Two Legionnaires got a special look at the new HBO series "The Pacific," which focuses on World War II's Pacific Theater of Operations,at the White House with President Obama. National Archives

Legionnaire: HBO series 'pretty accurate'

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Dick Eldridge was a hospital corpsman with the Seabees in World War II, while Karl Koles served as a yeoman in the Marshall and Gilbert islands. Both 84-year-old men were guests of President Obama Thursday at the White House to watch an advance screening of the HBO series, "The Pacific," which chronicles the bloody, island-hopping combat that American troops endured from Guadalcanal to Okinawa in World War II.

"Being invited to the White House - that was one of the great highlights of my life," said Koles, a member of Post 108 in Cheverly, Md. "Eldridge and I were the only World War II veterans there."

"President Obama came right over and shook our hands, and we had a little conversation with him. He asked us where we had served, and he also thanked us for serving at a time when America really needed us," Koles said that meeting the president was "a very sincere moment. It wasn't just one of these ‘shake your hand and move on down the line' kinds of things."

Eldridge, a member of Post 248 in Oxen Hill, Md., said Obama came into the White House screening room with actor Tom Hanks and director Steven Spielberg - key members of the production team for "The Pacific" and the earlier "Band of Brothers" series.

"Mr. Obama went through each aisle and greeted everyone who was there, chair by chair," Eldridge said. "And when he shook hands with us, he used both hands and thanked us for doing our duty in wartime. It was a hearty, welcoming handshake."

Although the two World War II veterans did not get to meet Hanks or Spielberg, they got another warm welcome from Adm. Michael Mullen, chairman of the Joint Chiefs of Staff. "He came over to us, shook our hands, and gave us each a JCS coin," Eldridge said. Koles said that Secretary of the Navy Ray Mabus was sitting right next to him.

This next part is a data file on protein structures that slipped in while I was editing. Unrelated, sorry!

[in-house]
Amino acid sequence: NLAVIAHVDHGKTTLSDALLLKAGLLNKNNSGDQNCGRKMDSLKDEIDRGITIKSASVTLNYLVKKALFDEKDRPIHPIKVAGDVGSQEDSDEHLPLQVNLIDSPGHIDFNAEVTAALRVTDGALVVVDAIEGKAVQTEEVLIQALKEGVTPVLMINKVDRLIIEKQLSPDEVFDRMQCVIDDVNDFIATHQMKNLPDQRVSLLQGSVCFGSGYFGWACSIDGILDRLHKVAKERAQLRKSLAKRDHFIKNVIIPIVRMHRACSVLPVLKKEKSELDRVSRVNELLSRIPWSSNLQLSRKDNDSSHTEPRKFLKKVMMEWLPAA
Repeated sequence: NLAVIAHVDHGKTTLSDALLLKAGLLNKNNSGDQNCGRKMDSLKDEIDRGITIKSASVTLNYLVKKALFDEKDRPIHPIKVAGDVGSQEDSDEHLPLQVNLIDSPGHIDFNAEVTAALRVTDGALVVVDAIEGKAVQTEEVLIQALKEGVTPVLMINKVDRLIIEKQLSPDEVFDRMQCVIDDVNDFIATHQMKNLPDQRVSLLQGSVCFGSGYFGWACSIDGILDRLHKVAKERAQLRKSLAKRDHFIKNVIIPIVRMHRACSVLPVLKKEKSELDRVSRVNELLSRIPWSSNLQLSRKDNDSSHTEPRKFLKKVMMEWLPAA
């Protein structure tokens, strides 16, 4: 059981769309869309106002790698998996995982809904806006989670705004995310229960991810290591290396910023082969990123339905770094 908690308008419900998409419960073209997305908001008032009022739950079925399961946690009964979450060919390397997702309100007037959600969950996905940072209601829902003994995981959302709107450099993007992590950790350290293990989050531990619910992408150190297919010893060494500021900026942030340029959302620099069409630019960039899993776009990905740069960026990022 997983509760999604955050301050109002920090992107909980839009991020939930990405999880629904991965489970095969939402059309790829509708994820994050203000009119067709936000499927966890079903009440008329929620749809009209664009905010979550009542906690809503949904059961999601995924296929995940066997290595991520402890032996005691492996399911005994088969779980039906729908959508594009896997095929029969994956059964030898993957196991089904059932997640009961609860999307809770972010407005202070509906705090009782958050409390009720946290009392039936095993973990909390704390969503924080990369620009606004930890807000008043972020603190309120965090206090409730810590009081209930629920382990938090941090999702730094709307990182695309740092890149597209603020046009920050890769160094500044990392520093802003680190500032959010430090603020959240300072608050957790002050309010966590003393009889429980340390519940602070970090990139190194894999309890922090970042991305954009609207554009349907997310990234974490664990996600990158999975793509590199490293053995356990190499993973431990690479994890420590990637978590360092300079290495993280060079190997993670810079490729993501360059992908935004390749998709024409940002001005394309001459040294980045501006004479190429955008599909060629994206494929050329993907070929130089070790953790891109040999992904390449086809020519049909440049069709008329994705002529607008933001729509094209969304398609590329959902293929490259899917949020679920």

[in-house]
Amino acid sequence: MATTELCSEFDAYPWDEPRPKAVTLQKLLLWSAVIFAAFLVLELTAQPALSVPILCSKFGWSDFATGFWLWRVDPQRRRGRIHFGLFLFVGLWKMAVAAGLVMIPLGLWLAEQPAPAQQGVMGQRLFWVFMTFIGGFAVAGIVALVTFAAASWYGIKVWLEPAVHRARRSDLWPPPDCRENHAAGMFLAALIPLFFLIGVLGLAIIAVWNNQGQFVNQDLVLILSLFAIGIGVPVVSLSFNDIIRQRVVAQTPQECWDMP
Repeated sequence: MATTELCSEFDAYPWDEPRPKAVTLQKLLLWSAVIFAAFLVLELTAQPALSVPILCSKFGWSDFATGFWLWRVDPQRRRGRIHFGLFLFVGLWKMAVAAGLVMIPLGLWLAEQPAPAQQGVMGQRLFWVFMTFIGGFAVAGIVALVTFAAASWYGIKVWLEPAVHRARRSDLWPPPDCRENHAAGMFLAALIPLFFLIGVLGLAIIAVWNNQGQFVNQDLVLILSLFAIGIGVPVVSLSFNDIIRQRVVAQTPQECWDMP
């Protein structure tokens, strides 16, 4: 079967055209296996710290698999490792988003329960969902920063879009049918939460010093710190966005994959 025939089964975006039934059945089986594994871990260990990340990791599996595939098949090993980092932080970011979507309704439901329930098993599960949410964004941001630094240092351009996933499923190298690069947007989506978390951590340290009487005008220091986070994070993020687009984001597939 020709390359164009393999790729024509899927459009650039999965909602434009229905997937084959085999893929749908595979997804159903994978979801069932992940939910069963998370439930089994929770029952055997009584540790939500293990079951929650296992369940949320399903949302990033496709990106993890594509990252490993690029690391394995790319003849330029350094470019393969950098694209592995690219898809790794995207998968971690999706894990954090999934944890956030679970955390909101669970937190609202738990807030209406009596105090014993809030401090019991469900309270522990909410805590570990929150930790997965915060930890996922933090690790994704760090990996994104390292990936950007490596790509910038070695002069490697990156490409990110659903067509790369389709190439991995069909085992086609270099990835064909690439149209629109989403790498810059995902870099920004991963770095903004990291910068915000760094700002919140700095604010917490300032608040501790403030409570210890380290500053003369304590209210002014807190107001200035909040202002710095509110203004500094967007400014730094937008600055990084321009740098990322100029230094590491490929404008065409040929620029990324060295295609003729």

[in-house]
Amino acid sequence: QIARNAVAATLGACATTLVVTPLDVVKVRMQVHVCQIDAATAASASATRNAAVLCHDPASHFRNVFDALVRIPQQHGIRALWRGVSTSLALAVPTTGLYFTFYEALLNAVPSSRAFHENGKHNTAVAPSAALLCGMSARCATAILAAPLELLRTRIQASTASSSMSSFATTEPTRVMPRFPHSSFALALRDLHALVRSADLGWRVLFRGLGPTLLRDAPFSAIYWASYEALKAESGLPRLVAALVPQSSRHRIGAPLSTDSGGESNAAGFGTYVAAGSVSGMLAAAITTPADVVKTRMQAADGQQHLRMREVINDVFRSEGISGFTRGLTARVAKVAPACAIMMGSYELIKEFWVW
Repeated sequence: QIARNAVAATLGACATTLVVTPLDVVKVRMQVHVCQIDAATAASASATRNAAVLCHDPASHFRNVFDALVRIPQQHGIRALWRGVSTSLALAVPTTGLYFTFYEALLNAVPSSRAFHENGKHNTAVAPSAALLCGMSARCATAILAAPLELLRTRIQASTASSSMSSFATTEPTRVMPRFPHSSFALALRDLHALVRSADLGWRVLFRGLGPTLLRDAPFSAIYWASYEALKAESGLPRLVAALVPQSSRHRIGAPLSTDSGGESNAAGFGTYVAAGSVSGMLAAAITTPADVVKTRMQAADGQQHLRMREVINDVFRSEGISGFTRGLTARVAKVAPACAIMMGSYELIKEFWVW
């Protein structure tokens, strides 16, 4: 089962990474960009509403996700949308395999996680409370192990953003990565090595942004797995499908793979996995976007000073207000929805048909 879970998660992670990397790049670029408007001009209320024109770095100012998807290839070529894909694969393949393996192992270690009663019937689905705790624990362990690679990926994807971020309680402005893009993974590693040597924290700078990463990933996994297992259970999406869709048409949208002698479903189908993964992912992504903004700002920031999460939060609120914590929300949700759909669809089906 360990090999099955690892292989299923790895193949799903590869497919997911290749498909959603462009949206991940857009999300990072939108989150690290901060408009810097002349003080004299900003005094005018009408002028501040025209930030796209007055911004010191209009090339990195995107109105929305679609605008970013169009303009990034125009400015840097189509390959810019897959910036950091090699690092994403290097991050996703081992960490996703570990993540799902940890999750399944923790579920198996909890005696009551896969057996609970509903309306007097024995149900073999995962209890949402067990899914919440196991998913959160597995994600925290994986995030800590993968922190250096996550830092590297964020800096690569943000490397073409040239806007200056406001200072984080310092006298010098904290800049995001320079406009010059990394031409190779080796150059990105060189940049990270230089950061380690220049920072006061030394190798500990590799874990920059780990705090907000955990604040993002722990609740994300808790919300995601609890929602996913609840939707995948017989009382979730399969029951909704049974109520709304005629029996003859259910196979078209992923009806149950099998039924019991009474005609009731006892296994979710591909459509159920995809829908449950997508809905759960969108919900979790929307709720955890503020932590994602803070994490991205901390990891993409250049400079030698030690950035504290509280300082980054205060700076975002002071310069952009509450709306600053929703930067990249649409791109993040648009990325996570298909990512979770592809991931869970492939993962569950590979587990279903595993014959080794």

Koles and Eldridge watched one hour of the first episode in the series and said they were quite impressed by the production, which premieres Sunday on HBO.

"When the movie started, I got all tingly, because I knew it was going to be about all of us who went through that experience," Eldridge said. "I thought it was pretty accurate on how the Pacific War was fought. How they landed on the island, how it was real quiet for a while, and then all hell broke loose."

Eldrige said he would definitely recommend the film to his fellow Legionnaires.

Earlier in the day, Hanks and Spielberg spoke to a crowd at the World War II Memorial in Washington, honoring about 250 veterans gathered there for their service to America.

"The Pacific" series focuses on the lives of three U.S. Marines fighting their way through several battles, including Guadalcanal, Peleliu, Iwo Jima and Okinawa. Research for the program was based mainly on two books: "With the Old Breed" by Eugene Sledge, and "Helmet for My Pillow" by Robert Leckie.